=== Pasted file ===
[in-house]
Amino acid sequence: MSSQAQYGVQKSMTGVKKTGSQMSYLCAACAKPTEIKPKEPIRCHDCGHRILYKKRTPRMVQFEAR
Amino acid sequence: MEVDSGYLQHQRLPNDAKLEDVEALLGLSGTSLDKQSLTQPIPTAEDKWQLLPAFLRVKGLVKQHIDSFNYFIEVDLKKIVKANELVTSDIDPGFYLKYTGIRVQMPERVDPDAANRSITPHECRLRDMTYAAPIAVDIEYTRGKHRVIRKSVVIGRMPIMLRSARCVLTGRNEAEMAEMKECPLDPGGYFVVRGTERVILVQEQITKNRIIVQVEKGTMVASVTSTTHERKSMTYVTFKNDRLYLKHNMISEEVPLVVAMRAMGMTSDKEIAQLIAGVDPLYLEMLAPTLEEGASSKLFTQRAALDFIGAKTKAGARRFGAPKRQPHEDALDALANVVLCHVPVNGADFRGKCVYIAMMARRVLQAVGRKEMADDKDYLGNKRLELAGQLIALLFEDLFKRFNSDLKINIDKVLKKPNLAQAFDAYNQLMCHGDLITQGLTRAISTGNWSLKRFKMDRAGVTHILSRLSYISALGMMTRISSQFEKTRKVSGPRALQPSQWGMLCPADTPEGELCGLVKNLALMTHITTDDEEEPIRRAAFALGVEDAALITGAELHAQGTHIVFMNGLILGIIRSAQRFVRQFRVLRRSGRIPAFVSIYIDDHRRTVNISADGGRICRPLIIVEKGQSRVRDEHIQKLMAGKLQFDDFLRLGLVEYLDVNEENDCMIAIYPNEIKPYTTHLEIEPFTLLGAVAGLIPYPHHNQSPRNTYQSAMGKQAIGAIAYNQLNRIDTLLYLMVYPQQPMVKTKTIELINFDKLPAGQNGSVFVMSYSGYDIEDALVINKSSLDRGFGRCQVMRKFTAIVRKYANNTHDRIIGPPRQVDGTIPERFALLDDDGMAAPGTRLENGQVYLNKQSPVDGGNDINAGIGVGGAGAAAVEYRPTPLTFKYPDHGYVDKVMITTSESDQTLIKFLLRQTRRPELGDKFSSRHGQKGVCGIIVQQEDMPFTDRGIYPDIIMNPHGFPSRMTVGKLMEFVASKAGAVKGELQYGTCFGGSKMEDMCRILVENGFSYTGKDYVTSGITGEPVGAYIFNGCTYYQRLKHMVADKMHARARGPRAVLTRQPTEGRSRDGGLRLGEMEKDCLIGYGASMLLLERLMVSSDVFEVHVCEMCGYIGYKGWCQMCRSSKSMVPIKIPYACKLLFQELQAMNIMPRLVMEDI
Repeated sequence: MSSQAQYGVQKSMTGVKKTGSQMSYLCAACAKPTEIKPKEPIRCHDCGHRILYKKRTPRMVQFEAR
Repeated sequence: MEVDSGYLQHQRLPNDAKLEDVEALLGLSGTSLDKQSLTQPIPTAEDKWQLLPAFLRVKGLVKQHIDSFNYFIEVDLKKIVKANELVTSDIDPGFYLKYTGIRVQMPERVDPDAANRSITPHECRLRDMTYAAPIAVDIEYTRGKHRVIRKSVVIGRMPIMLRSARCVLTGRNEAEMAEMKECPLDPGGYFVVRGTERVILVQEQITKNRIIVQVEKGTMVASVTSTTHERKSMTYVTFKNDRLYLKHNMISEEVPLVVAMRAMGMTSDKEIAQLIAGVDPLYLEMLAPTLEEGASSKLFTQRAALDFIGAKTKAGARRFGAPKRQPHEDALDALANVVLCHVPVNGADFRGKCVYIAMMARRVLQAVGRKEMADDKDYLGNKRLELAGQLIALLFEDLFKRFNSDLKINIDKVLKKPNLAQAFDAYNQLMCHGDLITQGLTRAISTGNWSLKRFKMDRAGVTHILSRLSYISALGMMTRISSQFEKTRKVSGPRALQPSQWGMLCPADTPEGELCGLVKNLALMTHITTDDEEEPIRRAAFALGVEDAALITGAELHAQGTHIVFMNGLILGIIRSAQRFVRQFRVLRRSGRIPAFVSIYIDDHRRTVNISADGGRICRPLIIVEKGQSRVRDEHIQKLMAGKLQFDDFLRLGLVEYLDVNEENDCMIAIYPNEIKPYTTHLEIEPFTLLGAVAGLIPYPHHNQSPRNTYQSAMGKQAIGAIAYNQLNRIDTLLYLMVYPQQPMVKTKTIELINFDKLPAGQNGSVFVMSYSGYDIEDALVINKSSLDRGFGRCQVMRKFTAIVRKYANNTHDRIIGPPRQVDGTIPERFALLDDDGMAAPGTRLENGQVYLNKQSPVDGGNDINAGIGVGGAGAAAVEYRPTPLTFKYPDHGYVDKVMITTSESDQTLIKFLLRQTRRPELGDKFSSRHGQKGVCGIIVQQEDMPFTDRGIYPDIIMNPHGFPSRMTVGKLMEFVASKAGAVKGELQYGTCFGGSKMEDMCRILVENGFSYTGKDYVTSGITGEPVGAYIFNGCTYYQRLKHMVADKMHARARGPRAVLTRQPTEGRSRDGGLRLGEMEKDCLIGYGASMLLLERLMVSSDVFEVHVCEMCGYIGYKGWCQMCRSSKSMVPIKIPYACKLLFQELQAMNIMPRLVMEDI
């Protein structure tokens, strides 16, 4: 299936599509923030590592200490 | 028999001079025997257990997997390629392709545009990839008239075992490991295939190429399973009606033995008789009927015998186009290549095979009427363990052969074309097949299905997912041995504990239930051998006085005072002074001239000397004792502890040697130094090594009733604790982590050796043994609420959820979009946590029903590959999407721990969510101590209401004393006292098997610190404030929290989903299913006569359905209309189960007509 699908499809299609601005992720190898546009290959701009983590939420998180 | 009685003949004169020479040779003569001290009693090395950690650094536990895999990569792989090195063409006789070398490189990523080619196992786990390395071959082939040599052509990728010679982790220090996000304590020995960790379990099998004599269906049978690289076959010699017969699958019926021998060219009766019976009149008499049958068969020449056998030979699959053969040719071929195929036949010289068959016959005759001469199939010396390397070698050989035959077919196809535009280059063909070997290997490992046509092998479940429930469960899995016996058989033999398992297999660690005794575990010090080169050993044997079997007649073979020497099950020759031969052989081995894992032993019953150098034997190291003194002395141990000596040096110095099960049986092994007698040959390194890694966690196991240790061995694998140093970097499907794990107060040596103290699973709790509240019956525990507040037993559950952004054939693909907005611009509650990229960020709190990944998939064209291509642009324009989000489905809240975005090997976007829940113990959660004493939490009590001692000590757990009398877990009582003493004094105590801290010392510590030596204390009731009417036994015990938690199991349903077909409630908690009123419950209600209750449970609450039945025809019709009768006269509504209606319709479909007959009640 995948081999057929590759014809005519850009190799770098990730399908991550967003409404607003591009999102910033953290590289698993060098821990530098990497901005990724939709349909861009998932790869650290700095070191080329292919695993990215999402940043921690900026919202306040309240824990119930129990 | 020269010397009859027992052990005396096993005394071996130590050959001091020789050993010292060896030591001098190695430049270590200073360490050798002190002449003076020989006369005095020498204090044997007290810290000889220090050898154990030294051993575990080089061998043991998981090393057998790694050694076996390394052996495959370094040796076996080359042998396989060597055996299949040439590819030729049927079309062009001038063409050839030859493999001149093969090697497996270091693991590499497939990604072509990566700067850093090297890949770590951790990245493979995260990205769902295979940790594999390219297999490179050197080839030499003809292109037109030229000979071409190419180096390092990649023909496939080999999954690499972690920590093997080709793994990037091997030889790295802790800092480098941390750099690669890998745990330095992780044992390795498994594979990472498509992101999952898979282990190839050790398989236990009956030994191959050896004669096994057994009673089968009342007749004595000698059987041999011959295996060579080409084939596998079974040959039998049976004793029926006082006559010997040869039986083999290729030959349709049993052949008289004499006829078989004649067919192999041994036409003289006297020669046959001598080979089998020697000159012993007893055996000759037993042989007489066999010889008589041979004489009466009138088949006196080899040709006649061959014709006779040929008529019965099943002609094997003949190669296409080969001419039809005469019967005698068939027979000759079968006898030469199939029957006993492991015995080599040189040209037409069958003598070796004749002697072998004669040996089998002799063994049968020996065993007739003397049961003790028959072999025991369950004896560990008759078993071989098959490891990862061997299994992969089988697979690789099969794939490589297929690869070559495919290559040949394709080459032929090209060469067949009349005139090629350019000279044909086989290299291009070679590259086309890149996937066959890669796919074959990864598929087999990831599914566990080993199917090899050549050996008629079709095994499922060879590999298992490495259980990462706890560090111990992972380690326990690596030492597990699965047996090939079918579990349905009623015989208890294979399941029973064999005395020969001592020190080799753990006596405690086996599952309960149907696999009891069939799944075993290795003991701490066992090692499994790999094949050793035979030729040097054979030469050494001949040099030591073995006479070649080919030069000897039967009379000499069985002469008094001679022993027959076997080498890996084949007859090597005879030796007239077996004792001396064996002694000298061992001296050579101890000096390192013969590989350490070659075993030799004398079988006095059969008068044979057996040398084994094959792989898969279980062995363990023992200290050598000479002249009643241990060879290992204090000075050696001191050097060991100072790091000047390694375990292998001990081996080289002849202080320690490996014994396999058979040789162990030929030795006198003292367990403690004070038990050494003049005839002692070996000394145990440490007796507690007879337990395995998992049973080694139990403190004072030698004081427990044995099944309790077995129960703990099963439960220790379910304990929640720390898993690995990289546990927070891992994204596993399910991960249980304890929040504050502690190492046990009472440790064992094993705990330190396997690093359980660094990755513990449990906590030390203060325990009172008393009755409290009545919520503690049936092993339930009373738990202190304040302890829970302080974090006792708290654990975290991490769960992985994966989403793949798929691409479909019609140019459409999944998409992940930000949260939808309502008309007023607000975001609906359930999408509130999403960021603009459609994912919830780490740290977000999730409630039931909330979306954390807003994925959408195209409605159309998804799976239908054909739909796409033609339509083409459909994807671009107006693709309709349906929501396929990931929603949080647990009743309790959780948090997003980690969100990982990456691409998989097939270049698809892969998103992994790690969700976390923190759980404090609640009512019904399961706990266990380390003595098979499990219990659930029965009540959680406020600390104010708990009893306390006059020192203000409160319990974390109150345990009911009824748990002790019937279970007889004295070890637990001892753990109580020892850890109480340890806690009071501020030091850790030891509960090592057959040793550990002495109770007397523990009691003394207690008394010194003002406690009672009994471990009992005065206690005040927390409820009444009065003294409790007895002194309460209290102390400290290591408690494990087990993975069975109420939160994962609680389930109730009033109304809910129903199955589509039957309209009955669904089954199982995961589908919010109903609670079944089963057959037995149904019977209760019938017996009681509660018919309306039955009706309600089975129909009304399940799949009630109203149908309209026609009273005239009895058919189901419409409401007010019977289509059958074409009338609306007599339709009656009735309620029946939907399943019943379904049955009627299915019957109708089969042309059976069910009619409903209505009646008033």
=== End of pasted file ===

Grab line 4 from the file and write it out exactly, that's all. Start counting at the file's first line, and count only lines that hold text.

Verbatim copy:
Repeated sequence: MSSQAQYGVQKSMTGVKKTGSQMSYLCAACAKPTEIKPKEPIRCHDCGHRILYKKRTPRMVQFEAR